I wrote this yesterday, before Boston’s 3-1 win over a lethargic Senators squad, with the intention of posting it when playoff seeding was finalized. But now, with the real possibility that the Senators will face the Rangers if they lose in regulation to New Jersey and Washington wins their remaining game, I figured I should probably just post this thing so it’s not all for naught. I’ll write another 1700 words about the Rangers if need be. So here you have our Epic First Round Preview Which May Never Happen:
And lo’, did our Lord and Savior Bryan Murray in his 187th year look upon what he had built and think: this is Good, or at the very least I expect us to be competitive and anything can happen in the playoffs and so on. For the Ottawa Senators were returned to the land of milk and honey, that place where it is rumored that each home date produces an additional million dollars in ticket revenue to say nothing of merchandise sales, and where people are compelled to descend upon James Street Feed Company so that they may drink beer from dirty taps and sup on a feast of deep fried somethings that do make one’s stomach churn mightily. And we did think back to the days of Cory Clouston and did weep at our foolishness. And we did laugh at the Toronto Maple Leafs and their fan base, who are cursed and rightly so, for they have not, nor will they, know such joy as playoff hockey.
But hark, the Beast that is before us is a strong and shitty one. Built for playoff hockey, armed with a defenceman that Ottawa spurned in favor of Wade Redden, and stacked from top to bottom with professional agitators, Murray knoweth this is probably the worst matchup for Ottawa. Hell, it’s bad for anyone. Even the better-ranked New York Rangers would be preferable. Our faith will be tested. But if we manage to stay awake on the bus ride out to Kanata we’ll give it our all and with laser pointers in hand will aim into the eyes of the Beast (Editor’s note: don’t actually do that.) and anyway we’ll be drunk.
Ottawa and Boston are ranked about as comparably as can be in goals-per-game, with Boston ranked third in the league at 3.18 and Ottawa fourth at an even 3. Boston’s 5-on-5 goals are a bit better at 1.32, which is again third in the league, compared to Ottawa’s 1.06, which is 10th. Boston’s powerplay is ranked 14th at 17.3% compared to Ottawa’s ninth at 18.5%–and that, ladies and gentlemen, is just about the only category you will find in which Ottawa has a statistical advantage over Boston. Boston is also ranked third in the league in shots per game, at 32.3 to Ottawa’s 31.3, good for ninth. Finally, Boston is the best team in the league in faceoff percentage. (Damn you Bergeron.) Ottawa is 15th.
Which is to say that we’d better hope Ottawa’s recent struggles on the powerplay are temporary. Boston outmatches Ottawa in every regard at even strength, and their G/G averages are only close because Ottawa spent so much of the early season dominating with the man advantage. Milan Michalek’s otherworldly shooting percentage, which tumbled in the back half of the season, needs to pick up. Karlsson needs to heat up again and rack up assists, to say nothing of starting to score goals again. And the depth scoring—Greening, Smith, Condra, Neil, Foligno—need to get back to where they were early on, scoring timely if not frequent goals. But more than anything, so much more than anything that it needs to be stated again, the friggin’ powerplay needs to start clicking. If they go 0-for-9 or something, they’re a turkey dinner.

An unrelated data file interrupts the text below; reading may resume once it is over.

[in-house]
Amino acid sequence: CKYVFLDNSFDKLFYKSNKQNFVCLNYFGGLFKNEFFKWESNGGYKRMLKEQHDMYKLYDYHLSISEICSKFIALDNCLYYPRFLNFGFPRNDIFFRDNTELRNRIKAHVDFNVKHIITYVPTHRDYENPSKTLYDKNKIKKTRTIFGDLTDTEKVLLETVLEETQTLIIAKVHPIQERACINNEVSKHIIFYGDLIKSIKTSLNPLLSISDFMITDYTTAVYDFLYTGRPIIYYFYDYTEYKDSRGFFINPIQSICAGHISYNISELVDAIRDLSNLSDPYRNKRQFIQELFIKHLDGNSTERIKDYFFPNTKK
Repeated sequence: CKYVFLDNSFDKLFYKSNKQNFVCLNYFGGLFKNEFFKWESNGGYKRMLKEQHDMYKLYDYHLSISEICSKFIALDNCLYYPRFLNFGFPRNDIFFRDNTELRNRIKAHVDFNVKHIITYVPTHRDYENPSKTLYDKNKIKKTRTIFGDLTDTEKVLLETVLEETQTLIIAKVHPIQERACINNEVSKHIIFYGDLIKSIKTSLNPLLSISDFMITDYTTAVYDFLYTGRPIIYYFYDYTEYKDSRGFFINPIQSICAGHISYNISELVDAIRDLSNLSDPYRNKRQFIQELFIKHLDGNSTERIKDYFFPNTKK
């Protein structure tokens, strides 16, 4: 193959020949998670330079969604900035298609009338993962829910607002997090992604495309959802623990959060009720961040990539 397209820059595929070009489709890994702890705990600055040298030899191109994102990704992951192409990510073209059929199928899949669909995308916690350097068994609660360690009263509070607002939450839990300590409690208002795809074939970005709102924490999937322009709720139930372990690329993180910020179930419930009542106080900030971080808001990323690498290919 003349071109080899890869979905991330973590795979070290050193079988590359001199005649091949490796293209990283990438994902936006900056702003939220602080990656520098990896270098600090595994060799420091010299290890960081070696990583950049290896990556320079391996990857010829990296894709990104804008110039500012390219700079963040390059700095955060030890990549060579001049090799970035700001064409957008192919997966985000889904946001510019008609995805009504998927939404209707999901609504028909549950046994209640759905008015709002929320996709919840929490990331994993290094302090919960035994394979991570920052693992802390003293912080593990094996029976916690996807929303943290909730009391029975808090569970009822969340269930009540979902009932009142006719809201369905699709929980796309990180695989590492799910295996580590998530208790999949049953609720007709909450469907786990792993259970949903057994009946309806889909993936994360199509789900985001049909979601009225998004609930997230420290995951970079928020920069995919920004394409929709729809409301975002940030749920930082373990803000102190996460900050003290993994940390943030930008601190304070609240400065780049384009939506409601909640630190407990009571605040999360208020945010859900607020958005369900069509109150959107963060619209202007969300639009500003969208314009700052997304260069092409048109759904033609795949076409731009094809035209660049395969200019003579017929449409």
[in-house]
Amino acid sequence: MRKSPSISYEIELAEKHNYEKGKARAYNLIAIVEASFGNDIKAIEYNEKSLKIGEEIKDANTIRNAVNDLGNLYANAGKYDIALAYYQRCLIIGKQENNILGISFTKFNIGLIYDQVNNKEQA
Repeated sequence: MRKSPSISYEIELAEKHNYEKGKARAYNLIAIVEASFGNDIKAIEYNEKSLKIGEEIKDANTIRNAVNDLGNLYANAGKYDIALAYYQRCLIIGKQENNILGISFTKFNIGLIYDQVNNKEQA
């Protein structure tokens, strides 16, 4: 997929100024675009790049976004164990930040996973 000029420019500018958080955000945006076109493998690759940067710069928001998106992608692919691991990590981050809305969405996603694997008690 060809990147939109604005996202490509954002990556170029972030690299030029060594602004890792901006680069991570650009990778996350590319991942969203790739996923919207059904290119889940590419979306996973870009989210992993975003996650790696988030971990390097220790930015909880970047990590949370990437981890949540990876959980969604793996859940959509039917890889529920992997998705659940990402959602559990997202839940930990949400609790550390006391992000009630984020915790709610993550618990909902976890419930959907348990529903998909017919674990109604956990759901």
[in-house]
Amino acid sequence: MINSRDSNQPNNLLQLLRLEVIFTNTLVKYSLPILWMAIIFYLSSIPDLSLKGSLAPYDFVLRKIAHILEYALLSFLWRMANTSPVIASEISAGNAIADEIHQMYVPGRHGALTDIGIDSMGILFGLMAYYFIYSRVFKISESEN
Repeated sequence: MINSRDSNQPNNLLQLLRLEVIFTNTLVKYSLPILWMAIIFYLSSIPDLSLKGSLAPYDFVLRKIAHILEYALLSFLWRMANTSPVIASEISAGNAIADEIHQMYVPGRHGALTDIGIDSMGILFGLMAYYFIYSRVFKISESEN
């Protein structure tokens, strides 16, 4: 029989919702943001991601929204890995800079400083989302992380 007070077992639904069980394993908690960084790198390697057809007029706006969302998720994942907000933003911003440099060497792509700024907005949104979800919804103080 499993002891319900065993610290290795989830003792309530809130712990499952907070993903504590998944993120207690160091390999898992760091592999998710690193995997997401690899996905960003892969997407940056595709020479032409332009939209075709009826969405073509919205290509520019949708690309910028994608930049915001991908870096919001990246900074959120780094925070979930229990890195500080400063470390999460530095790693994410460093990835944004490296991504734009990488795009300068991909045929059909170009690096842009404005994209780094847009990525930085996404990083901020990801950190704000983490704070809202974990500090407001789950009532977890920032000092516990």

Boston will be missing Nathan Horton to injury, lost Michael Ryder to free agency and Mark Recchi to retirement. Otherwise they’ll have their scary forward depth at full power. Faceoff invincibility is assured by Patrice Bergeron and it flows from there with grit and skill throughout. Lucic and Krejci are representative of the team’s all-around two-way play and go-to-the-net-itude. Pest Marchand is prepped to make Gonchar make that baby-with-gas face he makes, and sophomore Stanley Cup-ring-having Tyler Seguin (FUCK, TORONTO, WHAT THE HELL) will return to see if he can occasionally score a hat trick. Players like Benoit Pouliot and Chris Kelly extend the skill and two-way excellence all the way down.
Ottawa will not be missing anyone other than Peter Regin, who’s been hurt since 1978, and potentially Bobby Butler, who will probably be scratched. They will also hope that Boston forgets that Jason Spezza, he of the point-per-game play, is in the game.
Obviously Tim Thomas and the Bruins have had Ottawa’s number all year. Thomas is 4-1 against Ottawa this season with a .932SV% and 2.41 GAA. He’s also a ridiculous 23-9-2 all time against the Sens, with a .937SV% and 1.98 GAA. Thomas has done nothing but consistently stonewall the Senators, so we’re obviously all hoping he tweaks his groin and Ottawa ends up facing Marty Turco instead.